Two Congress-people from Wisconsin have a more personal stake in the eventual rulings by the US Supreme Court regarding same-sex marriage. Senator Tammy Baldwin and Representative Mark Pocan are both open about their homosexuality, and the two won office as history makers. Senator Baldwin is the first openly lesbian or gay member of the Senate, and Representative Pocan is the first openly gay member of Congress to win a seat vacated by another openly lesbian or gay member of Congress, namely Senator Baldwin’s old seat.
Senator Baldwin issued this reaction to the way in which the oral arguments went today in the US Supreme Court:
“This is a historic week in the U.S. Supreme Court, where they will hear two important cases on marriage equality. Our country has made great progress since I first entered public service and was elected to political office in 1986. Over time, we have all seen with clarity that our nation is moving forward on issues of equal opportunity and fairness with a growing number of Americans supporting marriage equality. People’s views are changing because they believe that gay family members, friends, and neighbors deserve to be treated like everyone else in the United States.
“This week, the U.S. Supreme Court will listen to arguments in cases that will decide whether our country becomes more equal, not less. The Court will decide whether gay American citizens can continue to be discriminated against simply because of who they love. On Wednesday, I look forward to being a witness to history as I am excited to have a chance to attend the U.S. Supreme Court proceedings. With these two historic cases, America’s highest court will have an opportunity to reflect the progress we have all witnessed across our country. They will have an opportunity to reaffirm our founding belief that all Americans are created equal under the law.”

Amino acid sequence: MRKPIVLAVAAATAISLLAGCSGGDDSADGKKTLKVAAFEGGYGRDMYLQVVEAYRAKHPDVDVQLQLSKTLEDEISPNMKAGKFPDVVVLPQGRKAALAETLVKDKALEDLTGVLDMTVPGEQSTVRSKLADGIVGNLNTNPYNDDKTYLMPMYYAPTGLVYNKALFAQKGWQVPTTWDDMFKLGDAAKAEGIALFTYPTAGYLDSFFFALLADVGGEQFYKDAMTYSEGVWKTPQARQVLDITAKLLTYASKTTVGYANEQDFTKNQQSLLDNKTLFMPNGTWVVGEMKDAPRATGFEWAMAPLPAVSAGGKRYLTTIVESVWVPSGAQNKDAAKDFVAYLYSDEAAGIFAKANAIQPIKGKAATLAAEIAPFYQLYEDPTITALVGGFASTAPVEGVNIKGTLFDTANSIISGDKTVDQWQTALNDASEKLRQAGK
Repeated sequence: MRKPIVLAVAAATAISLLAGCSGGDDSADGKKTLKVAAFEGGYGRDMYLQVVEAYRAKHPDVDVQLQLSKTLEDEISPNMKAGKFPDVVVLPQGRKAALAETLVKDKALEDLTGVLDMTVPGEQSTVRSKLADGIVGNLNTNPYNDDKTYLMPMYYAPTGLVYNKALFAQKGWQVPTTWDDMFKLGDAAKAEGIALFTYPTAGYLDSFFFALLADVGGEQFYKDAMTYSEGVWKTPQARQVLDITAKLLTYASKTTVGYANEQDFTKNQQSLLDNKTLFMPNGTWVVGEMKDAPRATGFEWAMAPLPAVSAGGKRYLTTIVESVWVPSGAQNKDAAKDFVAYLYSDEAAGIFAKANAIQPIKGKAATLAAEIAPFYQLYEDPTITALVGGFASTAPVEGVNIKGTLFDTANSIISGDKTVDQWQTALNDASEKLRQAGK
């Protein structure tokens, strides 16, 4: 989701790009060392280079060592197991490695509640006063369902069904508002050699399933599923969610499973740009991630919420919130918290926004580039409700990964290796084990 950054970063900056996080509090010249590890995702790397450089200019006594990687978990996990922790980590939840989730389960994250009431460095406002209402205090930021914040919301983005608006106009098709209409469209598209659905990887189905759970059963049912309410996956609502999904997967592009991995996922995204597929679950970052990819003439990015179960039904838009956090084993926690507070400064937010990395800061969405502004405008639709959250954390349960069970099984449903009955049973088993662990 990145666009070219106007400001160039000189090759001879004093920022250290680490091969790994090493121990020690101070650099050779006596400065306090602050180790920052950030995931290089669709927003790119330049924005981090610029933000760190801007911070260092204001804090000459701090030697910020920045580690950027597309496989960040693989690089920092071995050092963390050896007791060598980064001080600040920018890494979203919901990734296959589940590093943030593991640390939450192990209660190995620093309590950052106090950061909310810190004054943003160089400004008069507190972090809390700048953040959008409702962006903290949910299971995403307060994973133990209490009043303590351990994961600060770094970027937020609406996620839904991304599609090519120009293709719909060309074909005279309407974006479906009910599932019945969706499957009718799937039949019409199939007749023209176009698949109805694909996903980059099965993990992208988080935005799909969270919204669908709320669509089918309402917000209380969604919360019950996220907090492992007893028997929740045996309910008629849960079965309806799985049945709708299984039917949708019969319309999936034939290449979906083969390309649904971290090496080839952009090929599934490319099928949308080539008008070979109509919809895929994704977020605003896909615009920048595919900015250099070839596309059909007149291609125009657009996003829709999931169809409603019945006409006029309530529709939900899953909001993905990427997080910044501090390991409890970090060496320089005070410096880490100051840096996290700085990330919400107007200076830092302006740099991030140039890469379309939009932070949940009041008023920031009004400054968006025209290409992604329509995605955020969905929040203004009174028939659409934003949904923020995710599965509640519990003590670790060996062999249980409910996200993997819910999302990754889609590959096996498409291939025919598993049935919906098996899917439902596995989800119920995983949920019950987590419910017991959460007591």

Representative Pocan, who married his husband back in 2006, said with regards to Hollingsworth v. Perry that:
“The Supreme Court has an unparalleled opportunity in the coming days and weeks to move our country closer to our founding ideals of equality for all,” said Pocan. “As the Supreme Court hears challenges to Proposition 8 in California and the federal Defense of Marriage Act, I am hopeful the court will reflect the rising momentum of support for marriage equality and vote to strike down these discriminatory laws that treat LGBT couples as second-class citizens. It has become increasingly evident that supporters of marriage equality have the country and the Constitution on our side.”
How the Court decides the Prop 8 and DOMA cases is the subject of much speculation right now.